by Tracy Timson
A visiting professor of communication from China is spending the year on Cabrini’s campus. On Wednesday, November 29 Cabrini’s own Ray Matzelle introduced Hong Zhao at a seminar on traditional Chinese calligraphy and painting. At this seminar Zhao showed that the Chinese still use feather quilts to write calligraphy, even in this age of computers.
Zhao will be teaching a course at Cabrini this spring titled “Chinese history and culture.” He is a noted lecturer, author and has won many awards. In the past 15 years this talented individual has published 48 academic papers on linguistics, mass communications and Chinese culture. Along with these works came nine books, four translations of literature from Russian to Chinese, three books on cultural linguistics, two books on mass communication and two dictionaries. He has won seven awards for his works from the Chinese national government totaling over $12,000.
Currently, Zhao is taking a computer graphics course at Rosemont College and planning on teaching here in the spring. While at home in China, Zhao is an associate professor at Central China Normal University teaching theoretical linguistics, sociolinguistics, language and culture. He was also a student at CCNU from 1986 to 1989 when he graduated with an M.A. in linguistics.
The November 29 seminar began with a showing of pictures from China. According to Zhao, “the great wall is one of the only structures that can be seen from the moon.” It is about 4,000 miles long. Then Zhao got down to business. The discussion of calligraphy and painting began. “In Europe people once used feathers to write,” Zhao said. “In China we still use writing brushes to write letters.”
Zhao went on to explain the different types of materials used when doing calligraphy and what the Chinese calligraphers prefer. He discussed ink sticks with the audience. An ink stick is a material used by Chinese calligraphers that is made of ink dye, glue and fragrant materials. The “better ink sticks are added with some precious materials, gold, silver, pearl, or jade,” Zhao said. He also added that most “calligraphers prefer to make the ink themselves.”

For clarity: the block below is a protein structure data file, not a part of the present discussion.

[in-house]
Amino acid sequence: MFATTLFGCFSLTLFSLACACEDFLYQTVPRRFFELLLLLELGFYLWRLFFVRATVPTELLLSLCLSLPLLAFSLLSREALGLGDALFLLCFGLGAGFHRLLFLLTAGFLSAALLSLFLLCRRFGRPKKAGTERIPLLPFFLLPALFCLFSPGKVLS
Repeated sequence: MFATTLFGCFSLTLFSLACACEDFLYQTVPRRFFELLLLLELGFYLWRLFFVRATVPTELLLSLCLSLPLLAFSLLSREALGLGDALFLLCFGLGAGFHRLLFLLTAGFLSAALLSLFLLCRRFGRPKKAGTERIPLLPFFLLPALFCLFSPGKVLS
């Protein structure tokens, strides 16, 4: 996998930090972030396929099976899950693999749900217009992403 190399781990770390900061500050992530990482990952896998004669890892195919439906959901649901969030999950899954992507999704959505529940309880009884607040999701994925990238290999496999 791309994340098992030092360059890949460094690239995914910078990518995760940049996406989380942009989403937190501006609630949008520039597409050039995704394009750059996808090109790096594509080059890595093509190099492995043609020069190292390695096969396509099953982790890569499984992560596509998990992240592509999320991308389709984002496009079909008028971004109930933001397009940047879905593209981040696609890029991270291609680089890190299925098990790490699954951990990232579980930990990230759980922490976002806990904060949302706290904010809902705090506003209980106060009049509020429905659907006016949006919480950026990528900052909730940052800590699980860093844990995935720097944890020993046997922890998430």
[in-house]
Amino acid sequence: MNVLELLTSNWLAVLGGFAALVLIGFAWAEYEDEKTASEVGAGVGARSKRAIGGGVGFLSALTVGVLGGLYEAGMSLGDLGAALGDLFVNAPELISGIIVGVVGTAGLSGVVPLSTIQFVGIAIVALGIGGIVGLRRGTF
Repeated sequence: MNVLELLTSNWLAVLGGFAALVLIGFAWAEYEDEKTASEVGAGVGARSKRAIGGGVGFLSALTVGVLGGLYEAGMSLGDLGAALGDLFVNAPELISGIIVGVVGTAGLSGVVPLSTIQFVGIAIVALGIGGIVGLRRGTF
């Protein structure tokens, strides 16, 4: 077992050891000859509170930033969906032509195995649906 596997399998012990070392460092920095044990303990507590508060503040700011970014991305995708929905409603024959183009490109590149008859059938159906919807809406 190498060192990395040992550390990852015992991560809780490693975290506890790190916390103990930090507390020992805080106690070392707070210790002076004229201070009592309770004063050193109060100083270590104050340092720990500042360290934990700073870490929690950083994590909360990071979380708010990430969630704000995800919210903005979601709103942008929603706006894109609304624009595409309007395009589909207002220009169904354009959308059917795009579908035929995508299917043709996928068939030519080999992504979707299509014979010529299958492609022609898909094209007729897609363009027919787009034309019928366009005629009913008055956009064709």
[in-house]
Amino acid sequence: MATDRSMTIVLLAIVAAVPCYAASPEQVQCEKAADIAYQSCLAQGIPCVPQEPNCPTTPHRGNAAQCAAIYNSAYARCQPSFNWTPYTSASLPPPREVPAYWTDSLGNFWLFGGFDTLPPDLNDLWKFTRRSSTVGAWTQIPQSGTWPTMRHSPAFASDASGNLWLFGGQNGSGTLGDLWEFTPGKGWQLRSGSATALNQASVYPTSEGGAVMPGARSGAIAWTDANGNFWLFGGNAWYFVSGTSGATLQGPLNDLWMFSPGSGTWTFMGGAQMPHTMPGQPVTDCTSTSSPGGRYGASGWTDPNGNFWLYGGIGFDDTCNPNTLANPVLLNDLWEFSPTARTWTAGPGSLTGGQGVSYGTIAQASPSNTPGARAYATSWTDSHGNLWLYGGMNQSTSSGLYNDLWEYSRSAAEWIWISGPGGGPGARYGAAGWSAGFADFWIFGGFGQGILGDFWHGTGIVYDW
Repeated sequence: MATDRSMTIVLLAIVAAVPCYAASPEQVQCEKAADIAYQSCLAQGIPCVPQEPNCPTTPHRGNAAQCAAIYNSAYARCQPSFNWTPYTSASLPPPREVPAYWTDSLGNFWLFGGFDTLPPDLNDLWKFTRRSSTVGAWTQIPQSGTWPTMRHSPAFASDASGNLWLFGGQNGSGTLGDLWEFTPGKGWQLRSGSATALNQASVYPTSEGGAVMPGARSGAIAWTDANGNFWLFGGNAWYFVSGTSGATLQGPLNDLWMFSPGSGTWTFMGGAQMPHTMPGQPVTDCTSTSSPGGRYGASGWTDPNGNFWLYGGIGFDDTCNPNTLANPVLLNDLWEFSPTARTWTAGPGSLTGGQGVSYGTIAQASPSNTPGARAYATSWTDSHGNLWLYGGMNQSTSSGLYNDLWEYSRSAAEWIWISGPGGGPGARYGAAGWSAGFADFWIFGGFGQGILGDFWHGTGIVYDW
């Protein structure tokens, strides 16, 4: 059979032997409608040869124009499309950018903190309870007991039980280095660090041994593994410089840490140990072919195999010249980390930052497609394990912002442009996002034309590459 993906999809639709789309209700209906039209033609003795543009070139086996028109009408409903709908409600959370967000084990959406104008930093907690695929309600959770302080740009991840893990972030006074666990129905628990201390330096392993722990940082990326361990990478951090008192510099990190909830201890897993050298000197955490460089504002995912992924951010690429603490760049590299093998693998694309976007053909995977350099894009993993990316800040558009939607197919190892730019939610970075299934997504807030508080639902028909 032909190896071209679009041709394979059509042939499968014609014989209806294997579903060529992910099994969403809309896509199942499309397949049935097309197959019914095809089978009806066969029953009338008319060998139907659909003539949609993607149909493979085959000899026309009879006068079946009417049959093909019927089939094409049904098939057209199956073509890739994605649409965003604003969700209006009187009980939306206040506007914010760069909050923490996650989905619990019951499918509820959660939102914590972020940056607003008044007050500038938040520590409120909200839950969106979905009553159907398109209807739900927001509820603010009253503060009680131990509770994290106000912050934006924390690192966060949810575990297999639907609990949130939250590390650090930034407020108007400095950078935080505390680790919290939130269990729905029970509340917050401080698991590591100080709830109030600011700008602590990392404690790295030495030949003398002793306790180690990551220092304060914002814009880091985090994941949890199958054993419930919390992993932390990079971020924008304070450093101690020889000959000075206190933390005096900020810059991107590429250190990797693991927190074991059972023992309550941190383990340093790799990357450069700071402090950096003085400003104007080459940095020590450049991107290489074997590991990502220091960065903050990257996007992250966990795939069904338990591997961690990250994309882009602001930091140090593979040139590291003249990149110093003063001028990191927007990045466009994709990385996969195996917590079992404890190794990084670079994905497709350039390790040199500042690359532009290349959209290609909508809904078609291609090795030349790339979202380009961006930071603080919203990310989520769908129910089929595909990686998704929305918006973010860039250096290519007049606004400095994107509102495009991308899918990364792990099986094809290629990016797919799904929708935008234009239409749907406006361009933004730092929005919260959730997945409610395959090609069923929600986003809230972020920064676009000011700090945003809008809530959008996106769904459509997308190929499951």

He discussed the most important things for calligraphers are stroke, structure and composition. For experienced calligraphers, “the most and only important thing is composition,” Zhao said. Beginners should concentrate on their stroke, their structure and last but not least their composition.
“Sometimes people after dinner, drink wine, watch T.V for about 20 minutes and then write.” Zhao stressed the importance of calligraphy and art in China. Calligraphy is an art. ” We don’t look at this as writing something, we look at this as rest and enjoyment,” he said with a smile.
Many people look at this Chinese art and question what the characters mean. They feel that they need to know what the characters are to enjoy the art. “To appreciate one must not know what Chinese characters are, just look at is as abstract art.” With this Zhao wrote out a Chinese poem on the board. While no one in the audience understood what each character stood for the faces looked on with awe at what was such a beautiful way of writing.